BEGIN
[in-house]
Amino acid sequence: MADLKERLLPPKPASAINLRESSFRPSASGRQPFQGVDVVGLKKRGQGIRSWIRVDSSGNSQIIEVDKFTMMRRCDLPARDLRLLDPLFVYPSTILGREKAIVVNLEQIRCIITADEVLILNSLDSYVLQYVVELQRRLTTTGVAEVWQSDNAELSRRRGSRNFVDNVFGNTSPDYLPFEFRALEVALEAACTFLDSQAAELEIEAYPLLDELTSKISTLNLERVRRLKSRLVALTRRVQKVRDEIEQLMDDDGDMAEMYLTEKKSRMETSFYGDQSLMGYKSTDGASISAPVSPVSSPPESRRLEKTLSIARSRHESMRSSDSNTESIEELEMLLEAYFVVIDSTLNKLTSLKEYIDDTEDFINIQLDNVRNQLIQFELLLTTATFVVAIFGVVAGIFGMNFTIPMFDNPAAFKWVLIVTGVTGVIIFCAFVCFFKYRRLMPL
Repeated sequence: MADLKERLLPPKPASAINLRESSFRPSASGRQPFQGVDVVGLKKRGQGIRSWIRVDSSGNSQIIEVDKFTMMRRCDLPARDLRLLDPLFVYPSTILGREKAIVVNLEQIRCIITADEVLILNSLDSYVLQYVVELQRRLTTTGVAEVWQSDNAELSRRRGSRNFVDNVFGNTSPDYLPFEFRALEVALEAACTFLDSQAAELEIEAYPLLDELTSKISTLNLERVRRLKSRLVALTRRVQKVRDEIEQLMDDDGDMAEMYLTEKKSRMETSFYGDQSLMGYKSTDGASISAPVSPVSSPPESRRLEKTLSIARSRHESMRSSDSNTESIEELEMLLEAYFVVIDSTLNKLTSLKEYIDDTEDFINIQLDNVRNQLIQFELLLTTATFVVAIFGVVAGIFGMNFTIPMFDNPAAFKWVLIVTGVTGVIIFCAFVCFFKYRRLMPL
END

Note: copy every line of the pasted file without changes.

[in-house]
Amino acid sequence: MADLKERLLPPKPASAINLRESSFRPSASGRQPFQGVDVVGLKKRGQGIRSWIRVDSSGNSQIIEVDKFTMMRRCDLPARDLRLLDPLFVYPSTILGREKAIVVNLEQIRCIITADEVLILNSLDSYVLQYVVELQRRLTTTGVAEVWQSDNAELSRRRGSRNFVDNVFGNTSPDYLPFEFRALEVALEAACTFLDSQAAELEIEAYPLLDELTSKISTLNLERVRRLKSRLVALTRRVQKVRDEIEQLMDDDGDMAEMYLTEKKSRMETSFYGDQSLMGYKSTDGASISAPVSPVSSPPESRRLEKTLSIARSRHESMRSSDSNTESIEELEMLLEAYFVVIDSTLNKLTSLKEYIDDTEDFINIQLDNVRNQLIQFELLLTTATFVVAIFGVVAGIFGMNFTIPMFDNPAAFKWVLIVTGVTGVIIFCAFVCFFKYRRLMPL
Repeated sequence: MADLKERLLPPKPASAINLRESSFRPSASGRQPFQGVDVVGLKKRGQGIRSWIRVDSSGNSQIIEVDKFTMMRRCDLPARDLRLLDPLFVYPSTILGREKAIVVNLEQIRCIITADEVLILNSLDSYVLQYVVELQRRLTTTGVAEVWQSDNAELSRRRGSRNFVDNVFGNTSPDYLPFEFRALEVALEAACTFLDSQAAELEIEAYPLLDELTSKISTLNLERVRRLKSRLVALTRRVQKVRDEIEQLMDDDGDMAEMYLTEKKSRMETSFYGDQSLMGYKSTDGASISAPVSPVSSPPESRRLEKTLSIARSRHESMRSSDSNTESIEELEMLLEAYFVVIDSTLNKLTSLKEYIDDTEDFINIQLDNVRNQLIQFELLLTTATFVVAIFGVVAGIFGMNFTIPMFDNPAAFKWVLIVTGVTGVIIFCAFVCFFKYRRLMPL